Watching All The Boys Go By”

I think I remember how it began, but time plays tricks so if anyone has different memories, please say!

One day, probably in 1962, Christine Pickup and I finished school for the day and set off home. We got off the bus at Shaw Lane and went to the sweetshop on the parade at the bottom of St. Anne’s Road. Whilst Christine was buying sweets, I bumped into Arthur Pickard, Christopher Rickeard and Roger Wilkinson (I think it was all three of them). Arthur, Chris and Roger and I had been primary school classmates at Shire Oak School. At one time, we had all lived a few doors from each other in Beckett’s Park Crescent, and our Mums were friends. I now lived in Beckett’s Park Drive, but still crossed paths with Arthur, Chris and Roger from time to time. Having known them since Kindergarten, I stood and chatted to them for a while. When they left, Christine was amazed — “D’you know those boys?” she asked incredulously. “Yeah, known ’em all my life,” was probably my reply. (Having known them since the age of five, I could only think of them as surrogate brothers. The effect on Christine didn’t register with me!)

The next day, and the day after that, Christine really needed to buy sweets after school!

Soon, ‘hanging around at Shaw Lane’ became the thing to do. Christine’s old friend and neighbour, David Bill came along. Our school friend Susan Carroll (who lived on Bennett Road) took to getting off the bus a couple of stops before usual to join us at Shaw Lane.

The group grew because people brought other people along. Shaw Lane was the central point for the suburbs of Headingley, Weetwood, etc. So, when a passing LGS boy saw several of his schoolmates hanging around with girls, it wasn’t long before he would join them. Same with the girls — Katy Brady lived at West Park, but often used to get the bus down to Headingley after school just to join the growing Shaw Lane crowd. She brought her good friend Karen Metcalfe, who was at Pitmans College. John Mitchell (LGS) brought his sister Jane (LGHS), and Jane brought several of her High School friends. Brian Johnson was at Leeds Modern, but knew some of us so came along anyway. Frankie Gauld was at Allerton High — she can’t remember how she came to join the group, but was accompanied by her friend Joanne Agar (LHS). And so it went on; one person bringing another. Boys spotting girls they fancied and joining the group to be near to them.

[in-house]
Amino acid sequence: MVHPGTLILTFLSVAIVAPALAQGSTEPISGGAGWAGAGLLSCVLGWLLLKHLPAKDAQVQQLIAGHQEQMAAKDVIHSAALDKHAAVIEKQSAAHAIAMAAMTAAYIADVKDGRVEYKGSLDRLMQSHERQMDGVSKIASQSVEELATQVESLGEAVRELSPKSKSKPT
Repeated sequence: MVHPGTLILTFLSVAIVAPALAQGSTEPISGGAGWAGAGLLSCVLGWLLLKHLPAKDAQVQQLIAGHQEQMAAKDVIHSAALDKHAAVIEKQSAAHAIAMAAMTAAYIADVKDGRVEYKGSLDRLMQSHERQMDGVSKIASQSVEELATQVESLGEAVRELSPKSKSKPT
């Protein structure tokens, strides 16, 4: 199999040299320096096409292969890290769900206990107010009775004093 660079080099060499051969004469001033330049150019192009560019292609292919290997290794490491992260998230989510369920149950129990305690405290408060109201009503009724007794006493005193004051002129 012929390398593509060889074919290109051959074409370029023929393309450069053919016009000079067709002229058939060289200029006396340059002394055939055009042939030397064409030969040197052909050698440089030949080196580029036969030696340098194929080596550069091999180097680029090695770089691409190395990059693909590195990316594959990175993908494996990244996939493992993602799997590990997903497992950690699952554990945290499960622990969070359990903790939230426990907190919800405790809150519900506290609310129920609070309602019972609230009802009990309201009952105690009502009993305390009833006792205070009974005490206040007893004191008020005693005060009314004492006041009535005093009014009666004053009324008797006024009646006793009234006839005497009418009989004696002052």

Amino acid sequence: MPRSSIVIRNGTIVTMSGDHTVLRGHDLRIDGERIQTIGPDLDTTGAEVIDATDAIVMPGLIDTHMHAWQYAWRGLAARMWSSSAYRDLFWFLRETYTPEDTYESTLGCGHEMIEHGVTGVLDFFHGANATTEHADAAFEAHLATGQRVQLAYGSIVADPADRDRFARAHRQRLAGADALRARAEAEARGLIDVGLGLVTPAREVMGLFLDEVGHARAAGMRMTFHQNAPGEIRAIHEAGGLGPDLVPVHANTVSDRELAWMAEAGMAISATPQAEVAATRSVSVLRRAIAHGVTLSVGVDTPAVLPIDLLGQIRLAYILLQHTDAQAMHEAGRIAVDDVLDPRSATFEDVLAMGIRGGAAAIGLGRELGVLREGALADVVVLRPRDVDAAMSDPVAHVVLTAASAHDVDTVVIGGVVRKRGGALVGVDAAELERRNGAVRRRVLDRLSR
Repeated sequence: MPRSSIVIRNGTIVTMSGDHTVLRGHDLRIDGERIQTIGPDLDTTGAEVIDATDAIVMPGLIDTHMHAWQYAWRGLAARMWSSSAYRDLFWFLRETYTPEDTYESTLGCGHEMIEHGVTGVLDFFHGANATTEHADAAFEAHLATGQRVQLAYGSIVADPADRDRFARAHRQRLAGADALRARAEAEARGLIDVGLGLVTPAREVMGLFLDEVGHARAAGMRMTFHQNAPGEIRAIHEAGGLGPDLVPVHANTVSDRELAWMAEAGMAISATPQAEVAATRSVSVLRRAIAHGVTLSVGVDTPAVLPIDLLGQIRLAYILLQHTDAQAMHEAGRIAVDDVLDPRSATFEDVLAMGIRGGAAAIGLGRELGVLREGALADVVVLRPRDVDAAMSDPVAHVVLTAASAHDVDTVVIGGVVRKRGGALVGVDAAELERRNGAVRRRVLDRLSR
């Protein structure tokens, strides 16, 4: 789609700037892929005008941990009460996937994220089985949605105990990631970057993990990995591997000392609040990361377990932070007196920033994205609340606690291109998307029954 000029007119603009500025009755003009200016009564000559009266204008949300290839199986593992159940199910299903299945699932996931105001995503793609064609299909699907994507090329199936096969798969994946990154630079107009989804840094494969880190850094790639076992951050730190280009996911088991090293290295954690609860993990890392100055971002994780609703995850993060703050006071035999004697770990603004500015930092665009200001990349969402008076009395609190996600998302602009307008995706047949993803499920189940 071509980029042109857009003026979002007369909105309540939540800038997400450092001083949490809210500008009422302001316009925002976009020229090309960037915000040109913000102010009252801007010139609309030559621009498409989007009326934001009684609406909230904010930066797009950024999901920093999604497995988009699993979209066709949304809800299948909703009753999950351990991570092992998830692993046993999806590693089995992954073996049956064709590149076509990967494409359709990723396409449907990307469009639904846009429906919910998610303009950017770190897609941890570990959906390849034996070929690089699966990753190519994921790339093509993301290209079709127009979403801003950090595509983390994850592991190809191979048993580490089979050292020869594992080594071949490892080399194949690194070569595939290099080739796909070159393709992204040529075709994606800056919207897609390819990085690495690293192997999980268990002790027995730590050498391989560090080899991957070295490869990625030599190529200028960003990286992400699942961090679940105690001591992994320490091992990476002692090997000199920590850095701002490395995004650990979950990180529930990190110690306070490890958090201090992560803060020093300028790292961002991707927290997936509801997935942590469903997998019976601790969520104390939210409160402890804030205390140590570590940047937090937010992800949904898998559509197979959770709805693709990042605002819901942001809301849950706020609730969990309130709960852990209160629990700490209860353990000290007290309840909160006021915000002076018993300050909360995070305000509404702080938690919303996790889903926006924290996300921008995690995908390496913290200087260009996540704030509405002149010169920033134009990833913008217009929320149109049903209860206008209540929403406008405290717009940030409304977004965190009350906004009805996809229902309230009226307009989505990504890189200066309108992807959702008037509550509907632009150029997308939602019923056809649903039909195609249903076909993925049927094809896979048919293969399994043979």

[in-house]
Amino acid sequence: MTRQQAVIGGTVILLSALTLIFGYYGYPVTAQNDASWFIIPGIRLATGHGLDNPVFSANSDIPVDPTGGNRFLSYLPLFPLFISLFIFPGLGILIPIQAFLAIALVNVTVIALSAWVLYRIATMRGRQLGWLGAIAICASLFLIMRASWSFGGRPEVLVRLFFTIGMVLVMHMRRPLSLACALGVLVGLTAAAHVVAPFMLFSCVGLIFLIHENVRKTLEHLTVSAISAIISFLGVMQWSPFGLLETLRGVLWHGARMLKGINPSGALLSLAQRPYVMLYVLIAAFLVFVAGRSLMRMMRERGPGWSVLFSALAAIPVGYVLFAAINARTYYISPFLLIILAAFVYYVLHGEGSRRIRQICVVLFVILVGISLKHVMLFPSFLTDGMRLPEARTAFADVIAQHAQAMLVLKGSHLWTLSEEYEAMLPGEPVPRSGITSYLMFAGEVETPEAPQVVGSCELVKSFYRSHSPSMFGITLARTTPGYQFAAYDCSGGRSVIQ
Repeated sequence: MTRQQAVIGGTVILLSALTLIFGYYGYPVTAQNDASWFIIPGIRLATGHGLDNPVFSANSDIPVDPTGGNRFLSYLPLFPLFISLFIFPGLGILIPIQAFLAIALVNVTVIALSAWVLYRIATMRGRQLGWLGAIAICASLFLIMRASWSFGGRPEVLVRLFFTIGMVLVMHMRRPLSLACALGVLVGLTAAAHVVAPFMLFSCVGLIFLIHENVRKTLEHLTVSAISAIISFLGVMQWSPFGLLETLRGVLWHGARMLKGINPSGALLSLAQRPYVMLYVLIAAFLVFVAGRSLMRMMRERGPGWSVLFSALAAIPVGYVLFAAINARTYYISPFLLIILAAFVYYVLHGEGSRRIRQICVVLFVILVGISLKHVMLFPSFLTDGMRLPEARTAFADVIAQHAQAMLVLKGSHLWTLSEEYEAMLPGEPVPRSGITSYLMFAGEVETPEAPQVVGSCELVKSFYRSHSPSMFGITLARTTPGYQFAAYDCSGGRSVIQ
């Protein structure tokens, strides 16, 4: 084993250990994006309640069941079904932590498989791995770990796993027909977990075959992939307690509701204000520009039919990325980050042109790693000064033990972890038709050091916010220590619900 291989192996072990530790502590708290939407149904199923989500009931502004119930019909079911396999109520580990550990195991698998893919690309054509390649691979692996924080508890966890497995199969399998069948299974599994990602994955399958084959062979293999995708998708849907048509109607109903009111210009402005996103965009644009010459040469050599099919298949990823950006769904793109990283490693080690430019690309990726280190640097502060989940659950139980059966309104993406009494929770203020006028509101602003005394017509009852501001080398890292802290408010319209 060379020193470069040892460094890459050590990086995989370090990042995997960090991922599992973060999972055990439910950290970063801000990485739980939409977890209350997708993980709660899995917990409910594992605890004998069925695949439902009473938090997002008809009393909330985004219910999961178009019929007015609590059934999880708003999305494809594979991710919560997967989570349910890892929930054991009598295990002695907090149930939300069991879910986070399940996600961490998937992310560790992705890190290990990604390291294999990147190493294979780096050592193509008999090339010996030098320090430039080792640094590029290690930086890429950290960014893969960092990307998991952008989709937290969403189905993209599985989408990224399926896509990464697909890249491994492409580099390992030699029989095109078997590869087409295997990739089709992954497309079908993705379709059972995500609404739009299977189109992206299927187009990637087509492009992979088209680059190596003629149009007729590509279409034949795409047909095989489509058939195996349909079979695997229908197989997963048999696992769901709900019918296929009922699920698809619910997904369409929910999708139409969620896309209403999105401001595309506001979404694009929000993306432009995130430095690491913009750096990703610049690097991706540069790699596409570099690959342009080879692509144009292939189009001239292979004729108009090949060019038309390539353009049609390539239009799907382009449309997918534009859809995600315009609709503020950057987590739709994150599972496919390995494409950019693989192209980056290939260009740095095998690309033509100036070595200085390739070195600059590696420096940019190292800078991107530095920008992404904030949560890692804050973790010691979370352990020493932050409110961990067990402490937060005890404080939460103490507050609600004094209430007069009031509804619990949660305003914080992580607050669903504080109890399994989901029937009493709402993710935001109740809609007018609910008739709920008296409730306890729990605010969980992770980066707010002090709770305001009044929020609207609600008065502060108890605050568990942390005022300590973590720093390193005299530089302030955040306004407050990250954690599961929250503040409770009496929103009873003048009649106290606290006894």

I guess the Shaw Lane crowd ran for about four years or more. At one time, several Shaw Lane boys were members of St. Chad’s Tennis Club, and so the two groups overlapped for a while. This brought in more girls and boys, so fresh blood all round!

The LGS boys had their weekly sports day on Wednesdays at their Lawnswood playing fields, and it wasn’t unusual for some of them to hang around the gates of Lawnswood High School, waiting for the LHS girls to finish school. We would then all make our way down to Shaw Lane to join the others.

The group was always very fluid. There were a number of stalwarts who were constantly around, but during the years various people came and went. I don’t recall Arthur Pickard or Christopher Rickeard being part of the group for very long, and maybe David Bill dropped out quite early on.

We were never all together in one place at one time. Those who were later additions to the group won’t even recognise the names of the earlier members, and vice versa.

And what did we do with all this friendship? We stood at Shaw Lane corner and gossiped. We blocked the door to the sweetshop. (The name of the sweetshop was Reg Watson’s and I can picture Cecelia, who served behind the counter. She died of cancer a few years later.) We made plans for weekends and evenings. We flirted, dated, started going out with each other and fell out again. We followed The Raiders to Saturday night dances.

We were very lucky to be amongst such a good crowd of friends and we had a wonderful time. To really know what it was like, you’d have to have been there. But, if you’re reading this, I guess you were!

Sandra Midgley (née Baker).